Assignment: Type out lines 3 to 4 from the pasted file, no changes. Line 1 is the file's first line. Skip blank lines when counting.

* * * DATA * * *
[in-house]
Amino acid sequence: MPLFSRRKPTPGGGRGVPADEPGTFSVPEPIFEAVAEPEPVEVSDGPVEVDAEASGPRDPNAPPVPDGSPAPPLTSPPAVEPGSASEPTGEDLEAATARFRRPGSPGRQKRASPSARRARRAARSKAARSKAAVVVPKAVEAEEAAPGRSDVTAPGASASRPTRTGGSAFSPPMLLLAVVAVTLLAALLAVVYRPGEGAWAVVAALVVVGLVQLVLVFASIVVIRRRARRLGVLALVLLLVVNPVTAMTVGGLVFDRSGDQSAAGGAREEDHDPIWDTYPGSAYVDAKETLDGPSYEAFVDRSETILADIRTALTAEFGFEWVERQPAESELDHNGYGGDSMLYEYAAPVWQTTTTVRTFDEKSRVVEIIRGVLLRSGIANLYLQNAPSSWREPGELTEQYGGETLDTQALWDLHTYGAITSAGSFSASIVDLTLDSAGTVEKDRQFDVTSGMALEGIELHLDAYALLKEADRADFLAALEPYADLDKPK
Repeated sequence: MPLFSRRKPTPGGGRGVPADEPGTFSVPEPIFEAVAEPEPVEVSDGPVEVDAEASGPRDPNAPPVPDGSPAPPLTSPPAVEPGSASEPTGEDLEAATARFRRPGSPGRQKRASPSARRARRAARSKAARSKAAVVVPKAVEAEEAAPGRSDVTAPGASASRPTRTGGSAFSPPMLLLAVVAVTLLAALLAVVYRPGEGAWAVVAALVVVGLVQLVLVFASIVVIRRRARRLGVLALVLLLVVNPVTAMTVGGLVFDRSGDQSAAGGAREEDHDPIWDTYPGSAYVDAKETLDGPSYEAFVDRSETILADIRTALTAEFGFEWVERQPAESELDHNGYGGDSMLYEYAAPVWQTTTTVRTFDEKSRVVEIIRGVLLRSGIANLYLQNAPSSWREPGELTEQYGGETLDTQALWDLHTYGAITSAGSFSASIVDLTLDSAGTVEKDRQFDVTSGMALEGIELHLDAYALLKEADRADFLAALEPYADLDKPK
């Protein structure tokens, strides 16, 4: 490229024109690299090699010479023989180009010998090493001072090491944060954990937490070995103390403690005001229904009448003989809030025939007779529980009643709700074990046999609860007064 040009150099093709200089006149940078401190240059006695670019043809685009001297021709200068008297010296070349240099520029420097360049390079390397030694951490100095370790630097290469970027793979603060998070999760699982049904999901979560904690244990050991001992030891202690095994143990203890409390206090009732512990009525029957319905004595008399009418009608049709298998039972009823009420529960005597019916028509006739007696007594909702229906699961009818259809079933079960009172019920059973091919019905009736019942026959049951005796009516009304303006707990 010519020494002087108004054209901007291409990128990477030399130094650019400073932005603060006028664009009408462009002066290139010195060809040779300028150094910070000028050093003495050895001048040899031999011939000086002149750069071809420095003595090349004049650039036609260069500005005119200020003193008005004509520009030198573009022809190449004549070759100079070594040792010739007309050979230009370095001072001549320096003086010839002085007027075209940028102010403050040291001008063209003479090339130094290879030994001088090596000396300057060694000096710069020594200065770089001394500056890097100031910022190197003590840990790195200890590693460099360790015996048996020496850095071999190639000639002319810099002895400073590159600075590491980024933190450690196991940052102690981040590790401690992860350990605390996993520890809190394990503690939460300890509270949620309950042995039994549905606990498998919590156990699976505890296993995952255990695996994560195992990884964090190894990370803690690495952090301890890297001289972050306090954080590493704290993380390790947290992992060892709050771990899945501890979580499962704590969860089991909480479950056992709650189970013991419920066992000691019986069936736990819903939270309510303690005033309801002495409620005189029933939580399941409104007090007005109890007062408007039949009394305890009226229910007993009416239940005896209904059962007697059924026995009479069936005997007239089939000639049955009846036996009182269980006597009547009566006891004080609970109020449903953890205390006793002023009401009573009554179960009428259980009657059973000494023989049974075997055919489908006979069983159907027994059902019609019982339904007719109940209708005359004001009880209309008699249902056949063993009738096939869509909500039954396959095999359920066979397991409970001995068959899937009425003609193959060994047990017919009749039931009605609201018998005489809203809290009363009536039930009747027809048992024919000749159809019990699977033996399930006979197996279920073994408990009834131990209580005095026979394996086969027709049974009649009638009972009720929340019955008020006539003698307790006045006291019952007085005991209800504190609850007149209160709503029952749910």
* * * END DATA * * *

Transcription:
Repeated sequence: MPLFSRRKPTPGGGRGVPADEPGTFSVPEPIFEAVAEPEPVEVSDGPVEVDAEASGPRDPNAPPVPDGSPAPPLTSPPAVEPGSASEPTGEDLEAATARFRRPGSPGRQKRASPSARRARRAARSKAARSKAAVVVPKAVEAEEAAPGRSDVTAPGASASRPTRTGGSAFSPPMLLLAVVAVTLLAALLAVVYRPGEGAWAVVAALVVVGLVQLVLVFASIVVIRRRARRLGVLALVLLLVVNPVTAMTVGGLVFDRSGDQSAAGGAREEDHDPIWDTYPGSAYVDAKETLDGPSYEAFVDRSETILADIRTALTAEFGFEWVERQPAESELDHNGYGGDSMLYEYAAPVWQTTTTVRTFDEKSRVVEIIRGVLLRSGIANLYLQNAPSSWREPGELTEQYGGETLDTQALWDLHTYGAITSAGSFSASIVDLTLDSAGTVEKDRQFDVTSGMALEGIELHLDAYALLKEADRADFLAALEPYADLDKPK
């Protein structure tokens, strides 16, 4: 490229024109690299090699010479023989180009010998090493001072090491944060954990937490070995103390403690005001229904009448003989809030025939007779529980009643709700074990046999609860007064 040009150099093709200089006149940078401190240059006695670019043809685009001297021709200068008297010296070349240099520029420097360049390079390397030694951490100095370790630097290469970027793979603060998070999760699982049904999901979560904690244990050991001992030891202690095994143990203890409390206090009732512990009525029957319905004595008399009418009608049709298998039972009823009420529960005597019916028509006739007696007594909702229906699961009818259809079933079960009172019920059973091919019905009736019942026959049951005796009516009304303006707990 010519020494002087108004054209901007291409990128990477030399130094650019400073932005603060006028664009009408462009002066290139010195060809040779300028150094910070000028050093003495050895001048040899031999011939000086002149750069071809420095003595090349004049650039036609260069500005005119200020003193008005004509520009030198573009022809190449004549070759100079070594040792010739007309050979230009370095001072001549320096003086010839002085007027075209940028102010403050040291001008063209003479090339130094290879030994001088090596000396300057060694000096710069020594200065770089001394500056890097100031910022190197003590840990790195200890590693460099360790015996048996020496850095071999190639000639002319810099002895400073590159600075590491980024933190450690196991940052102690981040590790401690992860350990605390996993520890809190394990503690939460300890509270949620309950042995039994549905606990498998919590156990699976505890296993995952255990695996994560195992990884964090190894990370803690690495952090301890890297001289972050306090954080590493704290993380390790947290992992060892709050771990899945501890979580499962704590969860089991909480479950056992709650189970013991419920066992000691019986069936736990819903939270309510303690005033309801002495409620005189029933939580399941409104007090007005109890007062408007039949009394305890009226229910007993009416239940005896209904059962007697059924026995009479069936005997007239089939000639049955009846036996009182269980006597009547009566006891004080609970109020449903953890205390006793002023009401009573009554179960009428259980009657059973000494023989049974075997055919489908006979069983159907027994059902019609019982339904007719109940209708005359004001009880209309008699249902056949063993009738096939869509909500039954396959095999359920066979397991409970001995068959899937009425003609193959060994047990017919009749039931009605609201018998005489809203809290009363009536039930009747027809048992024919000749159809019990699977033996399930006979197996279920073994408990009834131990209580005095026979394996086969027709049974009649009638009972009720929340019955008020006539003698307790006045006291019952007085005991209800504190609850007149209160709503029952749910």